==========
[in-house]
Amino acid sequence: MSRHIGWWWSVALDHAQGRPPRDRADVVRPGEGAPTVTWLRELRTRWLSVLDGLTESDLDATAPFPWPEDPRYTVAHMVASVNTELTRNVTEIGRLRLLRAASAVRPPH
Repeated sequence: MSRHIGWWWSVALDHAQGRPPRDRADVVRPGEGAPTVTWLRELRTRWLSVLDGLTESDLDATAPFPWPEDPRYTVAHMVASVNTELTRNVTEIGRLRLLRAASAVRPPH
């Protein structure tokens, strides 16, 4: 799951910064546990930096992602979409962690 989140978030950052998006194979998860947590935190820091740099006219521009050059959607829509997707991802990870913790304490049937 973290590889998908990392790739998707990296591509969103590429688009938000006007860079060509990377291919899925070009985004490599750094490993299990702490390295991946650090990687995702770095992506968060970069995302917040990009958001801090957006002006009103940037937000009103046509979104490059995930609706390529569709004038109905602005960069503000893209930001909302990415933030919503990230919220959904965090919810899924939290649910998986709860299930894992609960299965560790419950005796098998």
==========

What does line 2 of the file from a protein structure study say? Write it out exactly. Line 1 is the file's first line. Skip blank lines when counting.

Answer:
Amino acid sequence: MSRHIGWWWSVALDHAQGRPPRDRADVVRPGEGAPTVTWLRELRTRWLSVLDGLTESDLDATAPFPWPEDPRYTVAHMVASVNTELTRNVTEIGRLRLLRAASAVRPPH